GIANT PRAGUE CELERIAC (Graveolens rapaceum) is a heritage variety dating to 1871 with large white roots and relatively smooth skin. Celeriac is one of those vegetables that the average American cook has little or no experience with. That's a shame. It is really awesome! The name implies a connection with celery and indeed, it is intensely and richly fragrant of celery - even the seed is so. And easier to grow than celery. The large bulbuous and rough skinned "root" (most of which grows above ground) is used raw and cooked, much like a turnip. It is an excellent non-starchy choice over potatoes. You can boil and mash it, bake it whole (remove skin before eating), make soup with it, even french fry it! The hollow stalks are traditionally used in serving Bloody Marys, as they impart a celery taste as the cocktail is sucked through it. It is also classically used in the French salad "celerie remoulade." High in fiber with no cholesterol or fat and very few calories. Stores VERY well, keeping 3-4 months in the fridge. I think celeriac is overlooked in large part because you must cut the hard exterior away in order to use the interior portion. But give it a chance and you may find you love this odd-looking vegetable! Diamant produces large, full-favored white roots with perfect texture. It has uniform size and shape and medium-tall green tops. Good for storage. 115 days. 50 Seeds.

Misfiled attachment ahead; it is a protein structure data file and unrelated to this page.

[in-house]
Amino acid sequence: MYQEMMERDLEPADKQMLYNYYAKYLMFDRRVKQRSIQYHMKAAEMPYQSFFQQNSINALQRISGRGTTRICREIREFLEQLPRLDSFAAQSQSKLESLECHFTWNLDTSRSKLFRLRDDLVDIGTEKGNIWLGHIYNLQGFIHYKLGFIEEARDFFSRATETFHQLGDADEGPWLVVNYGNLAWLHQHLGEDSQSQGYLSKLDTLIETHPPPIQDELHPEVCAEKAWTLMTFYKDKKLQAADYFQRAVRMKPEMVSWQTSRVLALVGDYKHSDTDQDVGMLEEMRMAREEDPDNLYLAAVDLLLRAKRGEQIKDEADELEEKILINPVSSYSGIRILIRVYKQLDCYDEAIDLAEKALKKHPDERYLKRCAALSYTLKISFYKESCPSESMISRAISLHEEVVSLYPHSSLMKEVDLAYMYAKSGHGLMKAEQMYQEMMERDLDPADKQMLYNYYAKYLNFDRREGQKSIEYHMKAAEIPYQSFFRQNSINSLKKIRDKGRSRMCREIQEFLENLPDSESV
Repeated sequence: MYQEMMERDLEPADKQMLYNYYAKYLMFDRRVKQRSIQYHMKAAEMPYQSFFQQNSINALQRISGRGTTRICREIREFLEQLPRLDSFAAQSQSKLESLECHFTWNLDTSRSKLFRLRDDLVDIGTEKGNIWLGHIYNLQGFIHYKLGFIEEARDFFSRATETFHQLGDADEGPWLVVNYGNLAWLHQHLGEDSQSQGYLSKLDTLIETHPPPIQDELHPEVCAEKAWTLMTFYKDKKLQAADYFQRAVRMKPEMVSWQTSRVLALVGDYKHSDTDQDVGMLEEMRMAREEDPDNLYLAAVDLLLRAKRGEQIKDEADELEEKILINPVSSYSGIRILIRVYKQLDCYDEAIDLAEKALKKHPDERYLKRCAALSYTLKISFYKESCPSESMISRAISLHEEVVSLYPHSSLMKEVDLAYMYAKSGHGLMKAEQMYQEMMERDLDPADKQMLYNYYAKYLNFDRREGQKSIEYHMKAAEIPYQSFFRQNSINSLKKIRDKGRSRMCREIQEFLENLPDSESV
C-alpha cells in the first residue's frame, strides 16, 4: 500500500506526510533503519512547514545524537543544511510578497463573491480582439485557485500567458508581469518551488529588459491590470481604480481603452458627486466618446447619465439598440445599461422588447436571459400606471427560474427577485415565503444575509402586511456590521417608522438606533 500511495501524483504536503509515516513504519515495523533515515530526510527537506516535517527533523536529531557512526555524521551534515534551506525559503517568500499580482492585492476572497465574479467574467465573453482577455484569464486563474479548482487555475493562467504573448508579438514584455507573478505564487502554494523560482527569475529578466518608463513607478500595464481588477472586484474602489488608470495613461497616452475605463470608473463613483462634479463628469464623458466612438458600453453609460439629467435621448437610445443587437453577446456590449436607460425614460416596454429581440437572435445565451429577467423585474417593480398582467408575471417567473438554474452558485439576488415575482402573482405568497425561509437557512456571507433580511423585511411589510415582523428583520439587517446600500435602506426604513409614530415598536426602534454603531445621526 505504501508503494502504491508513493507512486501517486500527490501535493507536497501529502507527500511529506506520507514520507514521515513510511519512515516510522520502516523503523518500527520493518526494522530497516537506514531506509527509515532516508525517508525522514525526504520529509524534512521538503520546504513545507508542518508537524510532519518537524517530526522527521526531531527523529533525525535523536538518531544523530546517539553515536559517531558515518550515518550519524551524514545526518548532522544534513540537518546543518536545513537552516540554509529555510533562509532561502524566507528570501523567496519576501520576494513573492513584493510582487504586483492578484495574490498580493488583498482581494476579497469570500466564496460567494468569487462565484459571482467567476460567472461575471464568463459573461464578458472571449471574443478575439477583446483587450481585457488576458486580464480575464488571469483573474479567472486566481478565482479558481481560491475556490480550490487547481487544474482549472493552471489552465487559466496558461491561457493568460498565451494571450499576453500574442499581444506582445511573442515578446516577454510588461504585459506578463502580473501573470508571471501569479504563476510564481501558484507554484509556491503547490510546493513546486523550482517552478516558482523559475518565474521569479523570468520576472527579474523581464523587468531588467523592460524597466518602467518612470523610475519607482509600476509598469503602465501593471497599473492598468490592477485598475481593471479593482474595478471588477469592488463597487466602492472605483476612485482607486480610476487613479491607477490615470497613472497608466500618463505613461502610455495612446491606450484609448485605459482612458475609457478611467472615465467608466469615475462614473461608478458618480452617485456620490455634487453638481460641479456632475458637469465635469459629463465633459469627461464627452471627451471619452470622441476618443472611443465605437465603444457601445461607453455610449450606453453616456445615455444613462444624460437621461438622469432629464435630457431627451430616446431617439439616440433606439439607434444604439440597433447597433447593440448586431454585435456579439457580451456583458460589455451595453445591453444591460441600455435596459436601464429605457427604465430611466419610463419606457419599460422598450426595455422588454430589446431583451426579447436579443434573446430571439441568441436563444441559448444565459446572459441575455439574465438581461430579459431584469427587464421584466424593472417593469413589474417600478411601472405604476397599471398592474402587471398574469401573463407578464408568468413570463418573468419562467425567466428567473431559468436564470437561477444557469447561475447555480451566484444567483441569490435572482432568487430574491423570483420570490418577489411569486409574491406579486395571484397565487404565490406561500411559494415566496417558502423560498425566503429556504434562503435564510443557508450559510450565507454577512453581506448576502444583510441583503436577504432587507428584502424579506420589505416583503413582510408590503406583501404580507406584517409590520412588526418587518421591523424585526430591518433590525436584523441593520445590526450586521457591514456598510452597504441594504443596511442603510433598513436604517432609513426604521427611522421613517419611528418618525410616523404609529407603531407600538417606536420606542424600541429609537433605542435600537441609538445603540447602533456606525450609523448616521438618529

GROWING TIPS: Because of the long growth season, you will want to start this one indoors 10-12 weeks prior to the last frost date in your area. A light dependent germinater so just barely cover with vermiculite. Germination can take up to 3 weeks, so keep the soil moist and warm (a heat mat is recommended). Once seedlings emerge, reduce temp to 60-70F and transplanted to plug trays as soon as they are large enough to handle. Be sure to hardened off well before transplanting in May or June in rich soil 6-8" apart in rows with 18"-36" between rows. Irrigate to keep soil moist for uninterrupted growth and cultivate or mulch to keep weed free until October maturity. Flavor improves after the first light frost, but harvest before first hard freeze. Cut tops 2' above bulb and store.
CULINARY TIP: If you are preparing for later use, cut away the peel and chop or grate, but place in bowl of cold water with lemon in the fridge to prevent browning, which you will drain off before proceeding with your recipe.